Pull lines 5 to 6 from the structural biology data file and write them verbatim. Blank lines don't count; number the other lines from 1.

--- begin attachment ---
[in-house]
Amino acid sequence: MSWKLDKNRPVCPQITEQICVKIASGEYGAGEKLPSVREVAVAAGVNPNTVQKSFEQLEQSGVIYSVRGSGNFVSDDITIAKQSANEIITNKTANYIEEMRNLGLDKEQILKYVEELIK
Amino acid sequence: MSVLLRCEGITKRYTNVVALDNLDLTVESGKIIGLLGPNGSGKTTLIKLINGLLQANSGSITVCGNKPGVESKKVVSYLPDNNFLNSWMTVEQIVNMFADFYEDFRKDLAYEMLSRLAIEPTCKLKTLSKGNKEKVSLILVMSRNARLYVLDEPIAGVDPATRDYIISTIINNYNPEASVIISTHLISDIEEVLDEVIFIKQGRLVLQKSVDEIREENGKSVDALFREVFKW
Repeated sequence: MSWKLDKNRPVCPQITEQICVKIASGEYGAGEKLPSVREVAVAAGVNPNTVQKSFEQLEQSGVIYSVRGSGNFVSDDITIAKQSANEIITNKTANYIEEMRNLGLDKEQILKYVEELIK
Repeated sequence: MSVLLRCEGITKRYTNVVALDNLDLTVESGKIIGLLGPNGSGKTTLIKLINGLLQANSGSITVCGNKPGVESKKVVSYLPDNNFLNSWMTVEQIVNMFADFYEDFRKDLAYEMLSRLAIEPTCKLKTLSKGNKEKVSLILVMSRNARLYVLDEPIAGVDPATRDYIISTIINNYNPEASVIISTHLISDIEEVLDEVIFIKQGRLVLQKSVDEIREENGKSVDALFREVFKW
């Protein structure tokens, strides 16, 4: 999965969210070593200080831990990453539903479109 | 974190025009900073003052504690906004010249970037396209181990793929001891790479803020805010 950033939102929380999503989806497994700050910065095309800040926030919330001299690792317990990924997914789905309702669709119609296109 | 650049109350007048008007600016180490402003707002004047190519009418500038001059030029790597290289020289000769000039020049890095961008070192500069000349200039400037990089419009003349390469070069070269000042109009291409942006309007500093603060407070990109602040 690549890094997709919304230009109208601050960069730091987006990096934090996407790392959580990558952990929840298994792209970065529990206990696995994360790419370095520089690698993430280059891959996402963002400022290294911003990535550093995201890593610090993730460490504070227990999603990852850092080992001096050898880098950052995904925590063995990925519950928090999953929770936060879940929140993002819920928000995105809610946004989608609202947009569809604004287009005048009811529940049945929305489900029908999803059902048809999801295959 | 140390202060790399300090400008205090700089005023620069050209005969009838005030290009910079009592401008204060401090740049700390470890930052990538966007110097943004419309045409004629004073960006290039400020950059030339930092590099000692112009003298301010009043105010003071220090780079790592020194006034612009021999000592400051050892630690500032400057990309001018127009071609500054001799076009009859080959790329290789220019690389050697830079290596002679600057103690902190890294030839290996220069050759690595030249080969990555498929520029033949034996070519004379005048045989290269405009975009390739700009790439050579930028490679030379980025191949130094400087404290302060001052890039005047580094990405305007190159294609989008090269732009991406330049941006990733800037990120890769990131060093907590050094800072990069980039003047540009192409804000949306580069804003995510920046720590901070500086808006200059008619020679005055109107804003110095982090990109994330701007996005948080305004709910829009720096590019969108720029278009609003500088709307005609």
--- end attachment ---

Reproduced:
Repeated sequence: MSVLLRCEGITKRYTNVVALDNLDLTVESGKIIGLLGPNGSGKTTLIKLINGLLQANSGSITVCGNKPGVESKKVVSYLPDNNFLNSWMTVEQIVNMFADFYEDFRKDLAYEMLSRLAIEPTCKLKTLSKGNKEKVSLILVMSRNARLYVLDEPIAGVDPATRDYIISTIINNYNPEASVIISTHLISDIEEVLDEVIFIKQGRLVLQKSVDEIREENGKSVDALFREVFKW
């Protein structure tokens, strides 16, 4: 999965969210070593200080831990990453539903479109 | 974190025009900073003052504690906004010249970037396209181990793929001891790479803020805010 950033939102929380999503989806497994700050910065095309800040926030919330001299690792317990990924997914789905309702669709119609296109 | 650049109350007048008007600016180490402003707002004047190519009418500038001059030029790597290289020289000769000039020049890095961008070192500069000349200039400037990089419009003349390469070069070269000042109009291409942006309007500093603060407070990109602040 690549890094997709919304230009109208601050960069730091987006990096934090996407790392959580990558952990929840298994792209970065529990206990696995994360790419370095520089690698993430280059891959996402963002400022290294911003990535550093995201890593610090993730460490504070227990999603990852850092080992001096050898880098950052995904925590063995990925519950928090999953929770936060879940929140993002819920928000995105809610946004989608609202947009569809604004287009005048009811529940049945929305489900029908999803059902048809999801295959 | 140390202060790399300090400008205090700089005023620069050209005969009838005030290009910079009592401008204060401090740049700390470890930052990538966007110097943004419309045409004629004073960006290039400020950059030339930092590099000692112009003298301010009043105010003071220090780079790592020194006034612009021999000592400051050892630690500032400057990309001018127009071609500054001799076009009859080959790329290789220019690389050697830079290596002679600057103690902190890294030839290996220069050759690595030249080969990555498929520029033949034996070519004379005048045989290269405009975009390739700009790439050579930028490679030379980025191949130094400087404290302060001052890039005047580094990405305007190159294609989008090269732009991406330049941006990733800037990120890769990131060093907590050094800072990069980039003047540009192409804000949306580069804003995510920046720590901070500086808006200059008619020679005055109107804003110095982090990109994330701007996005948080305004709910829009720096590019969108720029278009609003500088709307005609």